“Speak up for those who cannot speak for themselves, for the rights of all who are destitute.
Speak up and judge fairly; defend the rights of the poor and needy.”

Proverbs 31:8-9, NIV

For the National Council of Churches in the Philippines, the state of human rights in our country is in a state of brokenness. When human rights are denied and violated, God’s image is also violated in us, as we are created in God’s image. It is therefore our continuing duty as Christians to claim, restore and defend whatever rights have been denied and trampled upon.

December 10, 2022, is the 74th anniversary of the Universal Declaration of Human Rights. The Declaration recognizes dignity and rights as inherent and inalienable to all human beings. The Philippines was among the 48 countries that voted for the Declaration and has its principles enshrined in our Constitution.

However, the full enjoyment of human rights by the Filipino people remains elusive.

Prices of food continue to soar especially on agricultural products that were affected by various policies on import liberalization including that of the Rice Tariffication Law. Thus, many families are going hungry each day, as prices of basic commodities shoot up, and people continue to suffer.

Sadly, the solution of the government under President Ferdinand Marcos Jr. is to resort to more borrowing despite a P12.1 trillion debt that it inherited from the Duterte administration, and to come up with highly dubious financial schemes like the much-criticized Maharlika Wealth Fund.

Meanwhile, the climate of impunity continues to worsen. According to the University of the Philippines Third World Studies Center, there have been 127 deaths connected with the war on drugs from July 1 to November 7 this year, mostly attributed to state security forces.

President Marcos Jr. has also inherited his predecessor’s machinery against legitimate dissent like the Anti-Terrorism Law and the Anti-Terrorist Financing Law. Thus, the constriction of civic and democratic spaces continues and there are more vicious patterns of attacks against human rights defenders.  According to Karapatan, 937 human rights defenders have been killed since 2001.

The practice of filing trumped-up charges against activists, and human rights defenders, including among church people, continues in many parts of the country. Rev. Glofie S. Baluntong, of the United Methodist Church who has been serving our Mangyan sisters and brothers on the island of Mindoro for many years, has recently been falsely charged with violation of the Anti-Terrorism Law.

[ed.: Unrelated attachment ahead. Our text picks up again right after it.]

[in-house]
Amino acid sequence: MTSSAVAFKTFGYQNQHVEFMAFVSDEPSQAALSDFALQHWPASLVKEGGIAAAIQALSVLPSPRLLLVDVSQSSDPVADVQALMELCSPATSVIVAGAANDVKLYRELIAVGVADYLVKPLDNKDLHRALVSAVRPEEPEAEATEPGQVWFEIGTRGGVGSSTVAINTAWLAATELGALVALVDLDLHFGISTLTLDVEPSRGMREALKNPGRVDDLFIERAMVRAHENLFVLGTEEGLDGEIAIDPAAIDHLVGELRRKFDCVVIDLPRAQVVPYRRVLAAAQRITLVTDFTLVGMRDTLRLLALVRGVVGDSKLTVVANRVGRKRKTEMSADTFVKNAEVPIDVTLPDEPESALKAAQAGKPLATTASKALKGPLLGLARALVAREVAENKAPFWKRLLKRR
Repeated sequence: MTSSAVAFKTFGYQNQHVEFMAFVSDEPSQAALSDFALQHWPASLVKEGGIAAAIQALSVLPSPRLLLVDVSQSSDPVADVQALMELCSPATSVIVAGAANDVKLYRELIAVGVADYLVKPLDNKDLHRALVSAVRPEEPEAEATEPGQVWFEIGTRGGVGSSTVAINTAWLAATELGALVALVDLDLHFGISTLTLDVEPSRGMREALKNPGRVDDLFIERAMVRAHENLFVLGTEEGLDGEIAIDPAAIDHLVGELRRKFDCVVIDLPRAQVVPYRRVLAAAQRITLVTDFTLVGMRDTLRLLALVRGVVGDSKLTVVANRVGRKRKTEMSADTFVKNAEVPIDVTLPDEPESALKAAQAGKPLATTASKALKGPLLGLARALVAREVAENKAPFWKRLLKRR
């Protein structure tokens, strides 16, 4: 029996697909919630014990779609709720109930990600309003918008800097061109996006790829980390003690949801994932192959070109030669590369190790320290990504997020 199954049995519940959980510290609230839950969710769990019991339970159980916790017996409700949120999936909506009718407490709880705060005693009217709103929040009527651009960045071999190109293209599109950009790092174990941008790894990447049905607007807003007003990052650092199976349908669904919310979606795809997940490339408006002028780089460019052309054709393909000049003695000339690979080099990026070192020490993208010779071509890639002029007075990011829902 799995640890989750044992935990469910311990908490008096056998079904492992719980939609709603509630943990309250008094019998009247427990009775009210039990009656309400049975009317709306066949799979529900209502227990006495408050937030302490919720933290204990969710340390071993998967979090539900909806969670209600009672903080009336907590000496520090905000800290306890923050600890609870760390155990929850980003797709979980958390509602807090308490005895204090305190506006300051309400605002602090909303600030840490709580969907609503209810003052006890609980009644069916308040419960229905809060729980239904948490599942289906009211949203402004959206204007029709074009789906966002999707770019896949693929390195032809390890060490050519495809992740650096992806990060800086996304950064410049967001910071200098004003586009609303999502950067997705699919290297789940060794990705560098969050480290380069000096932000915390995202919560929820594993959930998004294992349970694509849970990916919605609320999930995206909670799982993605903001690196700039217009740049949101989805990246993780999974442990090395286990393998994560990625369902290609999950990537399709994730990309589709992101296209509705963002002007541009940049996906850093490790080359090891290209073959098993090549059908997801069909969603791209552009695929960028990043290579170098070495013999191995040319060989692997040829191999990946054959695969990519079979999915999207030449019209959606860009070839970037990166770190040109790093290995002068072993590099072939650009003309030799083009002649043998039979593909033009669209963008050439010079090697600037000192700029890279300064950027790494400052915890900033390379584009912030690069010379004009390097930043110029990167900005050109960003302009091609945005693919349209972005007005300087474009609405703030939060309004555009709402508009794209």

The other church people who are facing trumped-up charges and are currently detained are Pastor Jimmy Teves, a lay pastor of UCCP; Rev. Nathaniel “Dodo” Vallente, of the UCCP, a peasant advocate, and, Aldeem Yanez of the Iglesia Filipina Independiente (IFI), former NCCP Vice Chairperson for Youth and a composer of hymns.

The Rural Missionaries of the Philippines (RMP) and the UCCP Haran and UCCP Fatima in Bohol are facing cases related to the Anti-Terrorism Financing Act.

Meanwhile, the NTF-ELCAC continues its red-tagging overdrive of various individuals and groups including churches and church leaders. They conduct smear drives and disinformation in online and offline spaces. The military also “visits” communities and parishes only to sow fear in the people, branding activists, church leaders, and organizations as supporters or members of communist terrorist groups. Recent subjects of their attacks include the UCCP, and Bishop Emelyn Dacuycuy of the IFI Diocese of Batac, Ilocos Norte.

Rev. Edwin Egar, UCCP pastor, and Karapatan Southern Tagalog Interim Officer was visited by elements of the 59th Infantry Battalion of the AFP. He was asked to surrender and was also told that he was a target of a search warrant. He and his wife, Rev. Julieta Egar, and former barangay captain Ronald Ramos, a UCCP member, filed for a writ of amparo against several ranking military officials.

We thus call on the government of President Marcos, Jr. to follow all international human rights standards and to heed the various recommendations made by member states during the 4th cycle of the Universal Periodic Review (UPR) of the UN Human Rights Councils. Especially recommendations calling for a stop to red-tagging, a review of the Anti-Terrorism Law, and even the abolition of the NTF-ELCAC.

As bearers of Christ’s love and righteousness, we fervently call on the churches for continued prayer and action in championing and defending human rights, especially of those who are poor and oppressed and to be united in restoring wholeness and the image of God in all of us.


10 December 2022


Vice Chairperson

Vice Chairperson

Vice Chairperson

Acting General Secretary